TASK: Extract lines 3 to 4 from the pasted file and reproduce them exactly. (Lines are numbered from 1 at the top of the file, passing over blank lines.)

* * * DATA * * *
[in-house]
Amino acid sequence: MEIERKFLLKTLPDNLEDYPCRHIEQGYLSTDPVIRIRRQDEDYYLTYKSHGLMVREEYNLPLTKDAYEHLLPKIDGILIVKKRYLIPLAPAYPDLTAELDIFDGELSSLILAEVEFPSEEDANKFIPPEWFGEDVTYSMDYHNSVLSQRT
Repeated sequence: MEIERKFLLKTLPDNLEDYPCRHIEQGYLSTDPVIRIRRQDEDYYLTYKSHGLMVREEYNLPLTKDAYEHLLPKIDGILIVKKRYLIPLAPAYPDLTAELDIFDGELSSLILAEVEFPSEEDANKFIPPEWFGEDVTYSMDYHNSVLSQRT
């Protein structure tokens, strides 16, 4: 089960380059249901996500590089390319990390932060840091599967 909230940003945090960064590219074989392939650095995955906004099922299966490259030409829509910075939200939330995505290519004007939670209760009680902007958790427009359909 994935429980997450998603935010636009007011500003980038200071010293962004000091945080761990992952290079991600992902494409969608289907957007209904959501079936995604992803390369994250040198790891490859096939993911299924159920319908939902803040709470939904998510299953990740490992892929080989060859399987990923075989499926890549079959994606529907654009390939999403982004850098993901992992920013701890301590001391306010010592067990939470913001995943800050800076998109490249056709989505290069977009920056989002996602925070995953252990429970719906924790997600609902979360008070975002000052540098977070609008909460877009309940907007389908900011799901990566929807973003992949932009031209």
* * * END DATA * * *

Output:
Repeated sequence: MEIERKFLLKTLPDNLEDYPCRHIEQGYLSTDPVIRIRRQDEDYYLTYKSHGLMVREEYNLPLTKDAYEHLLPKIDGILIVKKRYLIPLAPAYPDLTAELDIFDGELSSLILAEVEFPSEEDANKFIPPEWFGEDVTYSMDYHNSVLSQRT
């Protein structure tokens, strides 16, 4: 089960380059249901996500590089390319990390932060840091599967 909230940003945090960064590219074989392939650095995955906004099922299966490259030409829509910075939200939330995505290519004007939670209760009680902007958790427009359909 994935429980997450998603935010636009007011500003980038200071010293962004000091945080761990992952290079991600992902494409969608289907957007209904959501079936995604992803390369994250040198790891490859096939993911299924159920319908939902803040709470939904998510299953990740490992892929080989060859399987990923075989499926890549079959994606529907654009390939999403982004850098993901992992920013701890301590001391306010010592067990939470913001995943800050800076998109490249056709989505290069977009920056989002996602925070995953252990429970719906924790997600609902979360008070975002000052540098977070609008909460877009309940907007389908900011799901990566929807973003992949932009031209």